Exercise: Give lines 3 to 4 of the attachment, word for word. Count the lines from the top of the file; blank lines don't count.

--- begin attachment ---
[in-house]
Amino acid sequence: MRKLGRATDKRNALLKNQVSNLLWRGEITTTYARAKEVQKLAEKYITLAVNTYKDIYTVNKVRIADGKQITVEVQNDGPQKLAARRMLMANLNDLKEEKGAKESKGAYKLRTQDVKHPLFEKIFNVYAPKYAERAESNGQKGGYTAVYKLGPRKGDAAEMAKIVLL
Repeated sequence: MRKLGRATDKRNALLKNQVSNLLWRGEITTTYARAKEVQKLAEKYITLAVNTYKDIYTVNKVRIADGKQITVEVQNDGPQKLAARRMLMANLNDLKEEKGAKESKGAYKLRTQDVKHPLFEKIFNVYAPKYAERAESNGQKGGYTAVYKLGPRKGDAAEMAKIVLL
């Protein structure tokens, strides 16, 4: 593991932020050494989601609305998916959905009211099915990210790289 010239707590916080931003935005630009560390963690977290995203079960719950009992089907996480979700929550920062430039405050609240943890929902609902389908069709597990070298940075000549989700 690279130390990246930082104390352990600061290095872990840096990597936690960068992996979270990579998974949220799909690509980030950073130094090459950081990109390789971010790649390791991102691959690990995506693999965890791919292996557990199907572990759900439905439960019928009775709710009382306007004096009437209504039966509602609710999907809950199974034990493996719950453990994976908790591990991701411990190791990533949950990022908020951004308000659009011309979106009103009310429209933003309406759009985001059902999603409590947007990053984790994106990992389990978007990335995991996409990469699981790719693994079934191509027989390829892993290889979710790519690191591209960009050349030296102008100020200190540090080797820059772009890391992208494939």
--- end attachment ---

Repeated sequence: MRKLGRATDKRNALLKNQVSNLLWRGEITTTYARAKEVQKLAEKYITLAVNTYKDIYTVNKVRIADGKQITVEVQNDGPQKLAARRMLMANLNDLKEEKGAKESKGAYKLRTQDVKHPLFEKIFNVYAPKYAERAESNGQKGGYTAVYKLGPRKGDAAEMAKIVLL
């Protein structure tokens, strides 16, 4: 593991932020050494989601609305998916959905009211099915990210790289 010239707590916080931003935005630009560390963690977290995203079960719950009992089907996480979700929550920062430039405050609240943890929902609902389908069709597990070298940075000549989700 690279130390990246930082104390352990600061290095872990840096990597936690960068992996979270990579998974949220799909690509980030950073130094090459950081990109390789971010790649390791991102691959690990995506693999965890791919292996557990199907572990759900439905439960019928009775709710009382306007004096009437209504039966509602609710999907809950199974034990493996719950453990994976908790591990991701411990190791990533949950990022908020951004308000659009011309979106009103009310429209933003309406759009985001059902999603409590947007990053984790994106990992389990978007990335995991996409990469699981790719693994079934191509027989390829892993290889979710790519690191591209960009050349030296102008100020200190540090080797820059772009890391992208494939």